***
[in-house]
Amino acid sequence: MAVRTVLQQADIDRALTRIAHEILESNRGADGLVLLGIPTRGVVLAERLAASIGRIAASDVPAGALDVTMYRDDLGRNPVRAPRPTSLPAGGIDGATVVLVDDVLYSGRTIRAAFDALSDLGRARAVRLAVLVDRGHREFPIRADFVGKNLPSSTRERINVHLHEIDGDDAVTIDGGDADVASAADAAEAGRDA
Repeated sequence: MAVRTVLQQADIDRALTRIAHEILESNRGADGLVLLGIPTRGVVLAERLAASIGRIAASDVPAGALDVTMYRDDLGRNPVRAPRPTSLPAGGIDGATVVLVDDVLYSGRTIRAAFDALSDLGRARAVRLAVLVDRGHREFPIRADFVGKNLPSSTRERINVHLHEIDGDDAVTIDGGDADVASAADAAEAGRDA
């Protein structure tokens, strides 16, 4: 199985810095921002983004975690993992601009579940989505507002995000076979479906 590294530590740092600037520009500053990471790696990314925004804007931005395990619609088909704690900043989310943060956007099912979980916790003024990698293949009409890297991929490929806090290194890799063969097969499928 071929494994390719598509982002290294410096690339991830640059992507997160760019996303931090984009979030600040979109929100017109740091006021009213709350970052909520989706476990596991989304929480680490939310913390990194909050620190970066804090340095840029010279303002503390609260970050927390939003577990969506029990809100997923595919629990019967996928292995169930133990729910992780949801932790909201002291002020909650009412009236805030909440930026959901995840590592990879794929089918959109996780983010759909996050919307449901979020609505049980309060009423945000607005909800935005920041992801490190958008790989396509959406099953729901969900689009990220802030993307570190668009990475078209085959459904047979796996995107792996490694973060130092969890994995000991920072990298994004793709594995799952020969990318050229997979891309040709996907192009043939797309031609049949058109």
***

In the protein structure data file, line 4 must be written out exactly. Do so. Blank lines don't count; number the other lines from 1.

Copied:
């Protein structure tokens, strides 16, 4: 199985810095921002983004975690993992601009579940989505507002995000076979479906 590294530590740092600037520009500053990471790696990314925004804007931005395990619609088909704690900043989310943060956007099912979980916790003024990698293949009409890297991929490929806090290194890799063969097969499928 071929494994390719598509982002290294410096690339991830640059992507997160760019996303931090984009979030600040979109929100017109740091006021009213709350970052909520989706476990596991989304929480680490939310913390990194909050620190970066804090340095840029010279303002503390609260970050927390939003577990969506029990809100997923595919629990019967996928292995169930133990729910992780949801932790909201002291002020909650009412009236805030909440930026959901995840590592990879794929089918959109996780983010759909996050919307449901979020609505049980309060009423945000607005909800935005920041992801490190958008790989396509959406099953729901969900689009990220802030993307570190668009990475078209085959459904047979796996995107792996490694973060130092969890994995000991920072990298994004793709594995799952020969990318050229997979891309040709996907192009043939797309031609049949058109």